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The U.S. Uncorked: Top 10 Wine-Travel Destinations [Part One]

"In vino veritas," or "There's Truth in Wine,” is referring to the often confessional loquacity of the intoxicated. ~ Pliny, the Elder

Seeing another list recently featuring what readers [some travelers] believed were the top destinations here in the U.S for wine-loving vino-sapiens, I was inspired to write my own. Especially in light of the fact, that two of them had me wondering what the criteria could be and a third region listed, one closer to where I live had me wondering how it made the list at all?

Please don't get me wrong, I'm in complete agreement with seven of the ten, and I've been to all but three of those listed in that article. But I think the criteria for making the selections seen on that "list" were established from an entirely different perspective than the list I'll be compiling below. And yes, unlike many other writers I've been to each one of these areas, more than once.

My main criteria are going to be related to wine-regions which I believe are making some seriously tasty juice [wines with soul] representing the very best in winemaking, reflective of the terroir the vineyards reside in and the overall consistent quality vintage after vintage. What you will not find, commodity wines, the bottles you'll typically find crowding the bottom shelves of your local grocery store aisle either.

Before I proceed, slow your roll, just a moment. I want to preface my comments to the 'list' by saying, the numerical order below has zero correlation to any idea of which region I think is the best or not the best and is purely coincidental. It’s only for purely practical purposes that the numbering is useful for maintaining orderly article.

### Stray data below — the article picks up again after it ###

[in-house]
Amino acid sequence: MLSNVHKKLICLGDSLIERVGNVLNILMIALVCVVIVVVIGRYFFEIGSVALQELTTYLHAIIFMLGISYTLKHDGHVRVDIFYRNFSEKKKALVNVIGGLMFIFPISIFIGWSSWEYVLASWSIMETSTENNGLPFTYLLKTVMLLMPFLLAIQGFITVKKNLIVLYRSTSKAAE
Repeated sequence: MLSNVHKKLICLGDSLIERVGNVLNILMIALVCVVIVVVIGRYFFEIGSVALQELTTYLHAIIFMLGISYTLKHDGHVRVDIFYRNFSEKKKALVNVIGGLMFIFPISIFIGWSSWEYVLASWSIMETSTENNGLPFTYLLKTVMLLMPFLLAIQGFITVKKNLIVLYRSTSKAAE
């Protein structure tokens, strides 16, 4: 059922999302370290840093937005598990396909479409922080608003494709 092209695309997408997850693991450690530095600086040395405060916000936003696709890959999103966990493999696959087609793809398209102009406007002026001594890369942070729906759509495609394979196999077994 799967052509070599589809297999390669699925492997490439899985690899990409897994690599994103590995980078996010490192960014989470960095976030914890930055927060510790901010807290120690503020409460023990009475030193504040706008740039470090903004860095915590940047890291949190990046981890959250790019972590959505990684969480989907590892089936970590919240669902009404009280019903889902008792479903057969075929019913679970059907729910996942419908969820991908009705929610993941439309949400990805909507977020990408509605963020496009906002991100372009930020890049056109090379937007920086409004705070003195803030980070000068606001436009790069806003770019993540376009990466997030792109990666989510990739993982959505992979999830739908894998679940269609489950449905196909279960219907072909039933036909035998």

1. Red Mountain: Benton County, WA: I've been to this area more than a few times, the wines here are more than exceptional, they're a real testament to following your dreams and the desire to make wines with soul. I've never encountered a bottle from this area, where I thought "Ewww" I never want to try that again. I still have bottles of Red Mountain tucked-away in my cellar. To this day, I regularly purchase [for myself] and recommend this region at my day-job.

You'll find getting to this wine destination, is quite simple really, via a quick flight from Seattle. White Earth. Blue Skies. Red Mountain. On the list below is many of my favorite vineyard sites. But if you want great value, please see my friends at Terra Blanca who make everything from the pop-and-pour Tuesday evening wine, to the more sophisticated wines to lay-down and enjoy later. Key Varietals: Cabernet Sauvignon, Merlot, and Syrah.


2. Paso Robles, California: For those living in either San Diego and or Los Angeles, Paso is a very easy wine-destination to access. Staying downtown is my preferred and recommended option. There are many delicious off-the-beaten-path white wines [Rhone Zone] and rock-star red wines, based on Syrah [plus others] and Cabernet Sauvignon.

Staying downtown, [which I recommend] you have walking-distance access to world-class restaurants and other more affordable but equally excellent dining choices. From downtown, you can be in the vineyards within 10 to 15 minutes or feel free to access many of great opportunities for tasting via the plethora of tasting room there. Key Varietals: Cabernet Sauvignon and Rhone Zone favorites, like Grenache.


3. McMinnville, OR: Some of you may be wondering why I chose what is known as the sub-appellation of the greater Willamette Valley AVA. The answer simply is because it makes a great jumping off spot to visit a majority of the other sub-appellation in the area. Once you land at the airport in Portland, it’s a quick hour to drive the 40 miles to McMinnville. It’s a city that rocks a small-town vibe, but still has plenty of upscale restaurants to tempt you. Let's not forget about the MAC AVA itself is flush with excellent wineries and a plethora of downtown tasting bars; coupled with the fact there's an abundance of B&B’s in the area, finding a comfy place to stay is all too easy. Key Varietals: Pinot Noir, Pinot Gris.